Tag Archives: leadership journey

Too much authenticity?

ball_and_chain_stuck_commitment_responsibility_duty_obligation_stress_struggle_bound_determination_willpower_resolve_fotolia_23966013-100410019-primary.idgeHave you heard yourself, or other leaders, saying “I was just being me,” or “this is my style” at work? Sounds like authenticity, right? However, it can also be a warning sign of TMA, Too Much Authenticity.

Professor Herminia Ibarra, author of Act Like a Leader, Think Like a Leader  (Harvard Business Review Press, 2015), describes the Authenticity Paradox in the January-February 2015 issue of the Harvard Business Review.* She highlights two situations that all leaders face and how holding too firm to a self-image can derail success.

Moving into a new role.

Leaders face very different challenges as they move up the leadership pipeline. The scope of issues increase, the risks and rewards are greater and performance expectations change. What worked in the past may not work as well in the new situation. Leaders can stymie the growth and flexibility needed to succeed in their new roles if they don’t try out new responses and behaviors, even if they feel different than “who I am.”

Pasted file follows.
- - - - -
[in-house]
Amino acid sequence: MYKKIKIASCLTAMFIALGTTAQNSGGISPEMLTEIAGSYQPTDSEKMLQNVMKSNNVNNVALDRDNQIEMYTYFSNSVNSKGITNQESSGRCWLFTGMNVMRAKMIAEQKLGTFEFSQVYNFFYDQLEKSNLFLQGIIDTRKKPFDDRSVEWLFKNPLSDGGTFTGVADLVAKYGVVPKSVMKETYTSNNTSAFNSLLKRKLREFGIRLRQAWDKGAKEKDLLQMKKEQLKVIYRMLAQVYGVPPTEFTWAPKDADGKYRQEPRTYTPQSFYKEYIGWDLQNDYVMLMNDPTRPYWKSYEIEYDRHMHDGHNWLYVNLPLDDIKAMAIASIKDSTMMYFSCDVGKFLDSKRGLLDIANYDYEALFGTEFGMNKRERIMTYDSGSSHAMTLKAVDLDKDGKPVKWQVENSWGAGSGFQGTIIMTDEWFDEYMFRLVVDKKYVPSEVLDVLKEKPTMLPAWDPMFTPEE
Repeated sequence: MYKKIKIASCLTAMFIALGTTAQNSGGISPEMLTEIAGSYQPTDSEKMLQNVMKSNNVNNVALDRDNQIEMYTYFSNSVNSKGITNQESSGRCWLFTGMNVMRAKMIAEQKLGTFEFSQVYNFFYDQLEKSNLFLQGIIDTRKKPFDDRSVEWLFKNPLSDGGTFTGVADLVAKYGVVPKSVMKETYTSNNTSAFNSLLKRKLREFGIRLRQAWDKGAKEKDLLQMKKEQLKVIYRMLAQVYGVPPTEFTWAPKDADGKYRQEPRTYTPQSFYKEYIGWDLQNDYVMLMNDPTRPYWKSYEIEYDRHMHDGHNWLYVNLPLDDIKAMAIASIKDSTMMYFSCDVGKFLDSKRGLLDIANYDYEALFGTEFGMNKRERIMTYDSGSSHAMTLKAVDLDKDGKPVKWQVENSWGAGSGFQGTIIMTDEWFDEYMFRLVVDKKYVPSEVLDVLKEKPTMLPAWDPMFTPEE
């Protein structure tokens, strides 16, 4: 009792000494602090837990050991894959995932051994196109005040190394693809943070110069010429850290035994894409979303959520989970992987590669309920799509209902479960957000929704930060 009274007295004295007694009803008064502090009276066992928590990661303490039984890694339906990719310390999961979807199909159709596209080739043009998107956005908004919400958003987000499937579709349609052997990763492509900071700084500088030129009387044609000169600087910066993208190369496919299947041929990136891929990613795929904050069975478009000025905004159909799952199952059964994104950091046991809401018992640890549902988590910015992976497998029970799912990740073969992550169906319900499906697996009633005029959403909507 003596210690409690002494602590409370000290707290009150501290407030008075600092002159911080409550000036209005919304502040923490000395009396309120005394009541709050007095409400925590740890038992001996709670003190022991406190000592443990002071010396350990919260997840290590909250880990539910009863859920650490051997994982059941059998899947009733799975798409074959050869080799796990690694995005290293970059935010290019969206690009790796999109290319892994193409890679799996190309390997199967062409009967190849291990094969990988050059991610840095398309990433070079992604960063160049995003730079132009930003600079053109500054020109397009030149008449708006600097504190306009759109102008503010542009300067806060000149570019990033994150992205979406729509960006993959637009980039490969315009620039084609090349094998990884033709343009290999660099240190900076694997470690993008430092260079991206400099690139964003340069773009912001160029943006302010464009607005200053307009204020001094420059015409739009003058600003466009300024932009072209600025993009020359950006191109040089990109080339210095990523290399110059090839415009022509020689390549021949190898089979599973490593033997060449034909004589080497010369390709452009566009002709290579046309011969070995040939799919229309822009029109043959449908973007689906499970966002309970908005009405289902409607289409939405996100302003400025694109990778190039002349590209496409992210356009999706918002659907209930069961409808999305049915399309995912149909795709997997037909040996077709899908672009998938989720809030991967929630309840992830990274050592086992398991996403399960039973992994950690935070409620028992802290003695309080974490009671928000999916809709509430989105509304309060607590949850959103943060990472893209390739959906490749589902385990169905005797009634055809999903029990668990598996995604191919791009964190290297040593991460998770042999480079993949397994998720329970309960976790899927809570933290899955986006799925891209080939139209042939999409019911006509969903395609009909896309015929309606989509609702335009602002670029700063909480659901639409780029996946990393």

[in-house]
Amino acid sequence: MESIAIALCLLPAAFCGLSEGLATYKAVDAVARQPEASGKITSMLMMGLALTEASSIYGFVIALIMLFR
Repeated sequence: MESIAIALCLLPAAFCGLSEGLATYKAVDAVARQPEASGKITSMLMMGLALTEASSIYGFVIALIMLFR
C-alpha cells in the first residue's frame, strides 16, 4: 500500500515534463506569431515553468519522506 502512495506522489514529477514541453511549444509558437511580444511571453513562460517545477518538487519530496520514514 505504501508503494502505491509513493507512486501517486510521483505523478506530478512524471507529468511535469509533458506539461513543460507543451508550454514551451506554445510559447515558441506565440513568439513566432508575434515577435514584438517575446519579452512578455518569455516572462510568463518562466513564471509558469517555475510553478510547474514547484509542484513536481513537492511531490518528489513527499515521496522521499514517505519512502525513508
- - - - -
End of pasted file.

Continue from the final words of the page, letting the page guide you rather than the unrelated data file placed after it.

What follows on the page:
Hearing and processing negative feedback.

Successful leaders often struggle to correctly interpret negative feedback. Not only is it hard to hear it can easily be misinterpreted as a style comment. Focusing on how well a style worked in the past can cause us to dismiss valid feedback or resist trying out new behaviors. New behaviors that may be different than “my view of myself” but important to success and growth.

What to do?

Authentic leadership and being true to yourself requires us to both know who we are and to be willing to revise who we are over time. Too much authenticity can be a code for an unwillingness to try out new behaviors. Ibarra suggests that we adopt a “playful frame of mind.” Actively try new ways of doing something, ask questions differently, work on new projects and explore what you learn about yourself. Stay true to your core values but purposely challenge your view of yourself with unfamiliar action and embrace what you learn.

Todd Thorsgaard

*Jan-Feb 2015 HBR article



Don’t lose control

“It is wisdom to know others. It is enlightenment to know one’s self.” 


Anita highlighted Kevin Cashman’s first touchstone of authentic leadership – Know Ourselves Authentically  – in her post last week.* We must understand what is important to ourselves and how that influences our behavior in order to become a truly authentic leader.